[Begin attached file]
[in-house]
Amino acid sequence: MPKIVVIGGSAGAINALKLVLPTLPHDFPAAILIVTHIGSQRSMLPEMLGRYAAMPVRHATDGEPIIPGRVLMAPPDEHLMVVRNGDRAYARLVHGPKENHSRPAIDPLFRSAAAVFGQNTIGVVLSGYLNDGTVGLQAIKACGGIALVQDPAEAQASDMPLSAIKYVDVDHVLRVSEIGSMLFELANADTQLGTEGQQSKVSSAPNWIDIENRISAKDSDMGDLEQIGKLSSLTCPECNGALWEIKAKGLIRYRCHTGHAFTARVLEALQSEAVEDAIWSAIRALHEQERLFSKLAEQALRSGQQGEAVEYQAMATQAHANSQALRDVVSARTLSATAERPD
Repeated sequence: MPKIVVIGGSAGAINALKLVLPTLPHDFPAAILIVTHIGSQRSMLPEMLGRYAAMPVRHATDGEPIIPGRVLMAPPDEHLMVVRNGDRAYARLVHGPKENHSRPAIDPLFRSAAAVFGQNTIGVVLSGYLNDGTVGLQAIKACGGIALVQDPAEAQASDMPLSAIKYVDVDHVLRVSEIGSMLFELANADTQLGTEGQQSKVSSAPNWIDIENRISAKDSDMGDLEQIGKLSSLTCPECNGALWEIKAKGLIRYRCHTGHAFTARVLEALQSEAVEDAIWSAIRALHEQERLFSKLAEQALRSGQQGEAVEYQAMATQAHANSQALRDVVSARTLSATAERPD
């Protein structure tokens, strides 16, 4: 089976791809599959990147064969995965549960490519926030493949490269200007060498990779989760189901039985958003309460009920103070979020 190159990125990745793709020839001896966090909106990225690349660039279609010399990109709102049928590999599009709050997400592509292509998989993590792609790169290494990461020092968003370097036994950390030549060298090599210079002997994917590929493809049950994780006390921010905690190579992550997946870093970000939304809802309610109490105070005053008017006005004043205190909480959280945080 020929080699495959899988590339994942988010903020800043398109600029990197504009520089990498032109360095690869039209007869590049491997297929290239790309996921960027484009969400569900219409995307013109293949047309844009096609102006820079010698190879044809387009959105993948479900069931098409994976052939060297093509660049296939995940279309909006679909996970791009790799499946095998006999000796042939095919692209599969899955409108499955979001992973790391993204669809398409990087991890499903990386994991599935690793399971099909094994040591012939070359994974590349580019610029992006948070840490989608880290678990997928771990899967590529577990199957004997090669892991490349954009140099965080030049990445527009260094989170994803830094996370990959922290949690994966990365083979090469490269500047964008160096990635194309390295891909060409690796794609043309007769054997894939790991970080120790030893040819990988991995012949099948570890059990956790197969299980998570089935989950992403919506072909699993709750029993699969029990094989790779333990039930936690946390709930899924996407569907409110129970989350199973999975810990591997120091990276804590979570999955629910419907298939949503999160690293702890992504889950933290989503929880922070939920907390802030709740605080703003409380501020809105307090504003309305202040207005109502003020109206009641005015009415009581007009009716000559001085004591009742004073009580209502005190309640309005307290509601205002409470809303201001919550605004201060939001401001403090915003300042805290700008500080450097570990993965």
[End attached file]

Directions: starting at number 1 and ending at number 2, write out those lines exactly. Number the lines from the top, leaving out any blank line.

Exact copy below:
[in-house]
Amino acid sequence: MPKIVVIGGSAGAINALKLVLPTLPHDFPAAILIVTHIGSQRSMLPEMLGRYAAMPVRHATDGEPIIPGRVLMAPPDEHLMVVRNGDRAYARLVHGPKENHSRPAIDPLFRSAAAVFGQNTIGVVLSGYLNDGTVGLQAIKACGGIALVQDPAEAQASDMPLSAIKYVDVDHVLRVSEIGSMLFELANADTQLGTEGQQSKVSSAPNWIDIENRISAKDSDMGDLEQIGKLSSLTCPECNGALWEIKAKGLIRYRCHTGHAFTARVLEALQSEAVEDAIWSAIRALHEQERLFSKLAEQALRSGQQGEAVEYQAMATQAHANSQALRDVVSARTLSATAERPD